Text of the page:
By Anna Tyler
Most college-themed movies focus on the partying and sports playing; however, the comedy “Pitch Perfect” reveals an aspect of college life that is overlooked: the collegiate a capella world. This film defies the normal a capella stereotypes of being dorky and old fashioned while portraying it as trendy and overpowering.
“Pitch Perfect” follows independent college freshmen Beca (Anna Kendrick) who is coaxed into joining her college’s all-girls a capella group, The Bellas. The Bellas are competing to become number one in the world of collegiate a capella, but the girls first must beat their rival, the all-boys a cappella group on campus, the Treblemakers. The competition adds to the intensity and reality of the film; however, the plot can be a bit predictable.
Kendrick plays a much more confident, mature, and humorous character compared to her role as Jessica in the “Twilight” series. Her real singing voice, which is repeatedly heard throughout the film, is very natural sounding. All the actors in “Pitch Perfect,” including Rebel Wilson, Brittany Snow, and Adam DeVine, sing with their real voices without the need for lip-syncing or auto-tuning.
Director Jason Moore, who directed the television show “Dawson’s Creek,” keeps his film out of the “musical” genre by finding the perfect balance between song and speech. Most of the characters are portrayed as unique, weird, and hysterical while they are able to stray away from the typical character stereotypes.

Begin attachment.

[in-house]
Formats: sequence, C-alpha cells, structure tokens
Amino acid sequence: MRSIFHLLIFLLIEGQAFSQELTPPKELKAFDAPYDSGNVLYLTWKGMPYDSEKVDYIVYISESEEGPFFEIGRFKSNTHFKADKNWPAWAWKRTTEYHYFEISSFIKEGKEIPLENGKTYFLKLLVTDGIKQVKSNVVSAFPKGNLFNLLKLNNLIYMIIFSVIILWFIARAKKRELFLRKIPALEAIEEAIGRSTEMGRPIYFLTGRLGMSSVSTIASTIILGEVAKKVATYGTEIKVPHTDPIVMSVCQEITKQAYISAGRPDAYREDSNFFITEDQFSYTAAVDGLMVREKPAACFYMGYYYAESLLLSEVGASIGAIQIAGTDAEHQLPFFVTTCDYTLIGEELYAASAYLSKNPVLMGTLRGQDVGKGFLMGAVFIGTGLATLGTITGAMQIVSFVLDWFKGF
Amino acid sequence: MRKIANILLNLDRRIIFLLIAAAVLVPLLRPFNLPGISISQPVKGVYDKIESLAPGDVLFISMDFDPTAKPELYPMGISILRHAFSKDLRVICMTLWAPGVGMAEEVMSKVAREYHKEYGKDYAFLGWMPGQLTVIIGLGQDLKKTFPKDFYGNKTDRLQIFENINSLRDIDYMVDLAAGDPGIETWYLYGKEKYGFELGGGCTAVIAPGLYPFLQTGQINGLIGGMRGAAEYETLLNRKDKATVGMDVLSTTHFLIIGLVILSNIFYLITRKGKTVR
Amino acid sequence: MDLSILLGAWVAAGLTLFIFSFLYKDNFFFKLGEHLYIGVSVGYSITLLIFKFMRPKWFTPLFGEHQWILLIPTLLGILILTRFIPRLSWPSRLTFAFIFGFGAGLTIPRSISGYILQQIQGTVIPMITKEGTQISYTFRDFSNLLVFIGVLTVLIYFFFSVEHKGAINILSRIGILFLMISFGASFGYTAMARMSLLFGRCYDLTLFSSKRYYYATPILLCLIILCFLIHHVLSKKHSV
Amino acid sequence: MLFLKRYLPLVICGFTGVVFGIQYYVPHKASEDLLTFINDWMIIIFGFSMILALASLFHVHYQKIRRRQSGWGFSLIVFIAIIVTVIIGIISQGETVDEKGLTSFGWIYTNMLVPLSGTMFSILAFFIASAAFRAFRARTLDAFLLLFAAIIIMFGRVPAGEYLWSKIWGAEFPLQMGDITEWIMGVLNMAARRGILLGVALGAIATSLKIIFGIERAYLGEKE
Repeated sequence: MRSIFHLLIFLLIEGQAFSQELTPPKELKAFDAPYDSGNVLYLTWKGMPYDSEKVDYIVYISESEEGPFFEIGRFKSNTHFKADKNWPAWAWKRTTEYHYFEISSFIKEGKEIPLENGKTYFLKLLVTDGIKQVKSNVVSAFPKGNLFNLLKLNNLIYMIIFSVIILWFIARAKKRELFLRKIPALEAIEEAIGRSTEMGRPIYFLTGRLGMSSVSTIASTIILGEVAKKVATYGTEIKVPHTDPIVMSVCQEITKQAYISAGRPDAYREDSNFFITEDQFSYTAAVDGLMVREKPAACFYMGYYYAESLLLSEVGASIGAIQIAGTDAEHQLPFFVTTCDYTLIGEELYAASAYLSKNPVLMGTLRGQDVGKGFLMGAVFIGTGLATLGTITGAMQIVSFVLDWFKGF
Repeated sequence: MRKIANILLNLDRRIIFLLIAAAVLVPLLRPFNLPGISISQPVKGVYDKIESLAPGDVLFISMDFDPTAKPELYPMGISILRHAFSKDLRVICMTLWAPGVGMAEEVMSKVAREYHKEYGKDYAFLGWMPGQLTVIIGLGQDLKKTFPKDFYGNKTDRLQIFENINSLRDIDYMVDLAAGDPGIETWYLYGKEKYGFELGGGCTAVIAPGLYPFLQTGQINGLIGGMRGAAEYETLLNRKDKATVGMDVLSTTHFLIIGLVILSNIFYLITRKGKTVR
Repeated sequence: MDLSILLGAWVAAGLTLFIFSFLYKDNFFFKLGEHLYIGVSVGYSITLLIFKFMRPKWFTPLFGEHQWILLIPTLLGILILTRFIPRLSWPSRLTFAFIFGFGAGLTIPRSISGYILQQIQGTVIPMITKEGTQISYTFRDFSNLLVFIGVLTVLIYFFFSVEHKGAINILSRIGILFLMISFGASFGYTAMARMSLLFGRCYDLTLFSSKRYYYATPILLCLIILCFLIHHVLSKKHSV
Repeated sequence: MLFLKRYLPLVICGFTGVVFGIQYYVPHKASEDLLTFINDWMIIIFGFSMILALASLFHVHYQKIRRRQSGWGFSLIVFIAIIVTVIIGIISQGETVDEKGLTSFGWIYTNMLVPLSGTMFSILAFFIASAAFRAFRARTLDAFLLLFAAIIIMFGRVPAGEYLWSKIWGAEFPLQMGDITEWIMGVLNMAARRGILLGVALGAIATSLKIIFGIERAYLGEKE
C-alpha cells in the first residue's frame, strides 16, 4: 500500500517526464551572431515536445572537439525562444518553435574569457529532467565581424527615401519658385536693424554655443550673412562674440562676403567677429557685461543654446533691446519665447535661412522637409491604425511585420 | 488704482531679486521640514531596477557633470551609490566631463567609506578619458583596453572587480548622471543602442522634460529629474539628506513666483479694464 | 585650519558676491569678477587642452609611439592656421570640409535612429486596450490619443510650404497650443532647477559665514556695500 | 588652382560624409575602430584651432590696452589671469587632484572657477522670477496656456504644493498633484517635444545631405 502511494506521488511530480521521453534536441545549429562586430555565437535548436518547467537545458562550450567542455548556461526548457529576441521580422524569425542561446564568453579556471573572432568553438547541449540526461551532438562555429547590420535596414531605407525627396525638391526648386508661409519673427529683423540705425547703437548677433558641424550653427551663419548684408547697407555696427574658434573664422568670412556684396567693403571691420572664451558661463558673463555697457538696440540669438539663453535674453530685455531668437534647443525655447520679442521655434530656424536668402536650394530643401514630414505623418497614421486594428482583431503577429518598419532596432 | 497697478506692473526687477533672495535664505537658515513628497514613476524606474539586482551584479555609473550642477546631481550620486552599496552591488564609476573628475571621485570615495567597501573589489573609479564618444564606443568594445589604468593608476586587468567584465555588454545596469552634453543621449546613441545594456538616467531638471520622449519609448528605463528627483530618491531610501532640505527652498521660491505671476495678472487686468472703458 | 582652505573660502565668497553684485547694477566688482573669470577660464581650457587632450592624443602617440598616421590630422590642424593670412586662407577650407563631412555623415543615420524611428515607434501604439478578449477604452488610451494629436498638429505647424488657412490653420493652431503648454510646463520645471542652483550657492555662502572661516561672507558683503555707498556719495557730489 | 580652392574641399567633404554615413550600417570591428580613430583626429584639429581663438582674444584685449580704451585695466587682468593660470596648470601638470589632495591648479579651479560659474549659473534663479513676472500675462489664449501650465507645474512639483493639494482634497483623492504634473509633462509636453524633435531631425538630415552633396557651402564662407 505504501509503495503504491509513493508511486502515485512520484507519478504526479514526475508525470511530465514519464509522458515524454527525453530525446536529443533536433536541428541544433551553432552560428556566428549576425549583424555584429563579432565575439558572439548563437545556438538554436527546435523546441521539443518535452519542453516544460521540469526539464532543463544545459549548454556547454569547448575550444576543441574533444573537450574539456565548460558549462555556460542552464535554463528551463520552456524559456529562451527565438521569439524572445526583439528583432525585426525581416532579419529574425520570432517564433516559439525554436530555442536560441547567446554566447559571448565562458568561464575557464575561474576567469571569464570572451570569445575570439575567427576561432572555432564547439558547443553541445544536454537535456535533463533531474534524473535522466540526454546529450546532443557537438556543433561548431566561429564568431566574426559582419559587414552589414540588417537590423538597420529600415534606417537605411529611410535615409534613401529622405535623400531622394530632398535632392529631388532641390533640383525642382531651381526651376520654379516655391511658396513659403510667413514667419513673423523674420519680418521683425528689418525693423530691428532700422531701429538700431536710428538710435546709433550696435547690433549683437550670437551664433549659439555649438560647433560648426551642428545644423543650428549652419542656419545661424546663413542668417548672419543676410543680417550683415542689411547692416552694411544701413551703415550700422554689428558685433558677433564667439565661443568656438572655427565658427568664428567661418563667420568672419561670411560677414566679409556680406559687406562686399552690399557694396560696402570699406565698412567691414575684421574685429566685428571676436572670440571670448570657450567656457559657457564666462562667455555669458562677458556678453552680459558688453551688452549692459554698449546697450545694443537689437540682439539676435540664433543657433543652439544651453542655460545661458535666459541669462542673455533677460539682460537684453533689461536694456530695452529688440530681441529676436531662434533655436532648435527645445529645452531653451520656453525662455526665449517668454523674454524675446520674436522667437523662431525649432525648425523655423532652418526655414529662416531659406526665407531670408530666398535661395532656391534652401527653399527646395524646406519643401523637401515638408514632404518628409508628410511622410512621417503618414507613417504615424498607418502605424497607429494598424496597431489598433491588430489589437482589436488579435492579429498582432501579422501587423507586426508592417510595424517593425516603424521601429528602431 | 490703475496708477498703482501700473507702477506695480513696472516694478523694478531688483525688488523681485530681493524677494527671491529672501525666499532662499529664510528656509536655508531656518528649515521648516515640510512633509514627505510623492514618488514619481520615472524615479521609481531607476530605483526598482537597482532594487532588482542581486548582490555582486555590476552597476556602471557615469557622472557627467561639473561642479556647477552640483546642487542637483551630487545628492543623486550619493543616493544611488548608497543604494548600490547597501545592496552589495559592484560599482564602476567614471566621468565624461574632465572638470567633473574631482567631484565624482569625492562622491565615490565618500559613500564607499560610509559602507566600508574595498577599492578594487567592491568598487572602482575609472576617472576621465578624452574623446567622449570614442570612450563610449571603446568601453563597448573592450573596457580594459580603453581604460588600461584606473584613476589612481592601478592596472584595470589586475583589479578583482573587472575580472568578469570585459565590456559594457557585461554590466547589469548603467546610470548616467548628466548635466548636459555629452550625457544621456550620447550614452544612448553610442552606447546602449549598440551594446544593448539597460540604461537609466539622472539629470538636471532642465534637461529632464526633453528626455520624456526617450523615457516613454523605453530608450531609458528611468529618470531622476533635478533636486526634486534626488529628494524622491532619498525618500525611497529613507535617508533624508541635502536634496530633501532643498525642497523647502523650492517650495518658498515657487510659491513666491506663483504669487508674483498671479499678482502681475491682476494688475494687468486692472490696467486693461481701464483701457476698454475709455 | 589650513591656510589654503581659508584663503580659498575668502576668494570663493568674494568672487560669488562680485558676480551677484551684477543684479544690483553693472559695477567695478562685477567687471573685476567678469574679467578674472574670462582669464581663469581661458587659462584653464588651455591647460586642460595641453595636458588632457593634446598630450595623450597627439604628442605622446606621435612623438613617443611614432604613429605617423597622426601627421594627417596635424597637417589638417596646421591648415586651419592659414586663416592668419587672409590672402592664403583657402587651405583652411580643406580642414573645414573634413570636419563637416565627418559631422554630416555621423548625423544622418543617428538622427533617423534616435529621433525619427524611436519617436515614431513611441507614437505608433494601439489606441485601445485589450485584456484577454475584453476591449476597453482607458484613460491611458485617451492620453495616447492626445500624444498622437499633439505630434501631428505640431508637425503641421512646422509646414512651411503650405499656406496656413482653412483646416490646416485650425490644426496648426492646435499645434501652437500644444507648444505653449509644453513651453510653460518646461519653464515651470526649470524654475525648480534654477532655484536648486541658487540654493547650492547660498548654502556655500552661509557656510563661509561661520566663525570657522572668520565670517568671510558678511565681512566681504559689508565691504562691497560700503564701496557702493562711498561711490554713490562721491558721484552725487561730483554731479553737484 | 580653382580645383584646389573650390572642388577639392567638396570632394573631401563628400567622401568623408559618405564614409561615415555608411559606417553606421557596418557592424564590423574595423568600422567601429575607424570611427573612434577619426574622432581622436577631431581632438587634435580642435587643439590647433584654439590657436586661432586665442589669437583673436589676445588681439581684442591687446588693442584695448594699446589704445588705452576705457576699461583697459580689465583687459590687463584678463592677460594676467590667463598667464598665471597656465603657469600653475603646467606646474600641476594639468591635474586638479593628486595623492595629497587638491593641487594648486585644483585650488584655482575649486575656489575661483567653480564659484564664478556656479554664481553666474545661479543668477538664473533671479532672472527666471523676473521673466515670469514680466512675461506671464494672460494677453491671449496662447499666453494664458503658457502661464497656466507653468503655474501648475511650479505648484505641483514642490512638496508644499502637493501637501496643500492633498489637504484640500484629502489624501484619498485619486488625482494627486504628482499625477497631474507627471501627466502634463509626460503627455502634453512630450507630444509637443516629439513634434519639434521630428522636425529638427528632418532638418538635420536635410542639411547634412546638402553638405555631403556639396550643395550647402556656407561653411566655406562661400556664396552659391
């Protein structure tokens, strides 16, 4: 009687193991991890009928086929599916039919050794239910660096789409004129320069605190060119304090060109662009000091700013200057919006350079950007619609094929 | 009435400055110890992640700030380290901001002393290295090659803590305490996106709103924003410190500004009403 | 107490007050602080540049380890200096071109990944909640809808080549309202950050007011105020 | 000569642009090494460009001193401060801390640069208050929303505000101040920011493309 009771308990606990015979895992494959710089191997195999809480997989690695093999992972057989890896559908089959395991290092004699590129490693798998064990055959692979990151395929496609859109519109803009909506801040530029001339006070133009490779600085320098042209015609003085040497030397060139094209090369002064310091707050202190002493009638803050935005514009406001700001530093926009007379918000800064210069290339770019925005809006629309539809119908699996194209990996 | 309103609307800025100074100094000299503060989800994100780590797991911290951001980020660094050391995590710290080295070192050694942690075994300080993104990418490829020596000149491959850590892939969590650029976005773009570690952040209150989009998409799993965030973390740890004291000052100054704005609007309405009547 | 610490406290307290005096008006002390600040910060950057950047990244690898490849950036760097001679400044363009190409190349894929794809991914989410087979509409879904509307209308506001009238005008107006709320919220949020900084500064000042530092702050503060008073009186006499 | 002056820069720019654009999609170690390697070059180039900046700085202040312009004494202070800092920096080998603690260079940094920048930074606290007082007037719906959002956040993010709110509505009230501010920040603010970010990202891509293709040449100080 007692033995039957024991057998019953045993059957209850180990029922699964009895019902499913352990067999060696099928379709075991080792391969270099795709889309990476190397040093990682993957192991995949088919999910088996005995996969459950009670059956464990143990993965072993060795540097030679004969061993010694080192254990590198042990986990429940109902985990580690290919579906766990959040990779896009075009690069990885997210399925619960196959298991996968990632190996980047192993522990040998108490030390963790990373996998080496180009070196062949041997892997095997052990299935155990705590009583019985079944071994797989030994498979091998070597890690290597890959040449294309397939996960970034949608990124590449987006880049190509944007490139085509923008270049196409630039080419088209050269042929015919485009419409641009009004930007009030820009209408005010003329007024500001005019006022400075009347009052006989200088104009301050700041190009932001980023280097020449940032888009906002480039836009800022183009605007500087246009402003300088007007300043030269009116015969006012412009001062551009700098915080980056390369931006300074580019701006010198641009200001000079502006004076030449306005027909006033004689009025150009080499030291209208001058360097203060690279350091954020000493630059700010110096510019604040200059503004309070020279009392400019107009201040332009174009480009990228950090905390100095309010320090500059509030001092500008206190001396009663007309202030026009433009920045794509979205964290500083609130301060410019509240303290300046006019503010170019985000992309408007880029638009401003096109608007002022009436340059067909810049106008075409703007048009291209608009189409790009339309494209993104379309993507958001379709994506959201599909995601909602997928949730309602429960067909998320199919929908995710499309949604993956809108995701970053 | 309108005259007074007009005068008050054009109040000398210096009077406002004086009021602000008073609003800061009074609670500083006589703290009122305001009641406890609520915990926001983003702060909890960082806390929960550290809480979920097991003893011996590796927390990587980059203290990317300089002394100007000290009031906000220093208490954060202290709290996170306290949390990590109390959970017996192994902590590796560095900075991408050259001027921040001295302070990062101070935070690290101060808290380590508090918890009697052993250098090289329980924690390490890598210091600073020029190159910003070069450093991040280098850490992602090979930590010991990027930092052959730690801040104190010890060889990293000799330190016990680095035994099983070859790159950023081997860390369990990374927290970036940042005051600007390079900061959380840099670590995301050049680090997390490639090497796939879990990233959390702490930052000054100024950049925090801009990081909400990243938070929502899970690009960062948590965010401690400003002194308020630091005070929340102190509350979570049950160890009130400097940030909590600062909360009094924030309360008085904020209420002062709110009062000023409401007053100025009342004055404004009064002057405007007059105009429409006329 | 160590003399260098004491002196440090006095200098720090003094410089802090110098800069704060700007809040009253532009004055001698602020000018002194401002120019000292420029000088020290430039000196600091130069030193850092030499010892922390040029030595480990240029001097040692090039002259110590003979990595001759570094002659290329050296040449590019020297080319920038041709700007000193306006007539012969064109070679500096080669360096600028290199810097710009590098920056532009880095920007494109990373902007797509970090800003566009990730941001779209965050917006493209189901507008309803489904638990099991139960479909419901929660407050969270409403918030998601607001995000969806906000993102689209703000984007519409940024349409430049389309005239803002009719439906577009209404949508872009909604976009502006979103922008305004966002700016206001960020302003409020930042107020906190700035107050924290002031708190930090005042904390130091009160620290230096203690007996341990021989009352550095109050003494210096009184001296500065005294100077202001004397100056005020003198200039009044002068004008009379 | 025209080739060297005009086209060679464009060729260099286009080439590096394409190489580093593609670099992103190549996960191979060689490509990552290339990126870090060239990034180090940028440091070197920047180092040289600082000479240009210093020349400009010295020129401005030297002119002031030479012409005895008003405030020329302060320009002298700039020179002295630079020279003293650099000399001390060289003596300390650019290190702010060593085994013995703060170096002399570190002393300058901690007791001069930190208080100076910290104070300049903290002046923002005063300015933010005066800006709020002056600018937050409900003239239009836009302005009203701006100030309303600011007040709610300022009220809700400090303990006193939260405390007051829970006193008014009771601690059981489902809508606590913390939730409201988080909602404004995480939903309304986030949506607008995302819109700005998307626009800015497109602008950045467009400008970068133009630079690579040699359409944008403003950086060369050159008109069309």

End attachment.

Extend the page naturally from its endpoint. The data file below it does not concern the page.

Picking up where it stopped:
Graduate and Tulane University student Piper Browne is an extra in “Pitch Perfect” and can be seen three times singing and dancing as part of an a capella group competing against The Bellas and Treblemakers.
“It was absolutely crazy seeing my face on the big screen. My friends and I actually screamed out loud multiple times,” Browne said.
Browne traveled to Baton Rouge, La. for two days for the filming and sat for 12 hours to watch The Bellas and Treblemakers film different numbers. “It was really really cool to see [the film] from the “behind the scenes” angle,” she said.
The film was released on Oct. 5 and is rated PG-13 due to amount of swearing in the script. However, by the end of “Pitch Perfect,” all viewers will find themselves either tempted to sing aloud or find an a cappella group to join as soon as possible.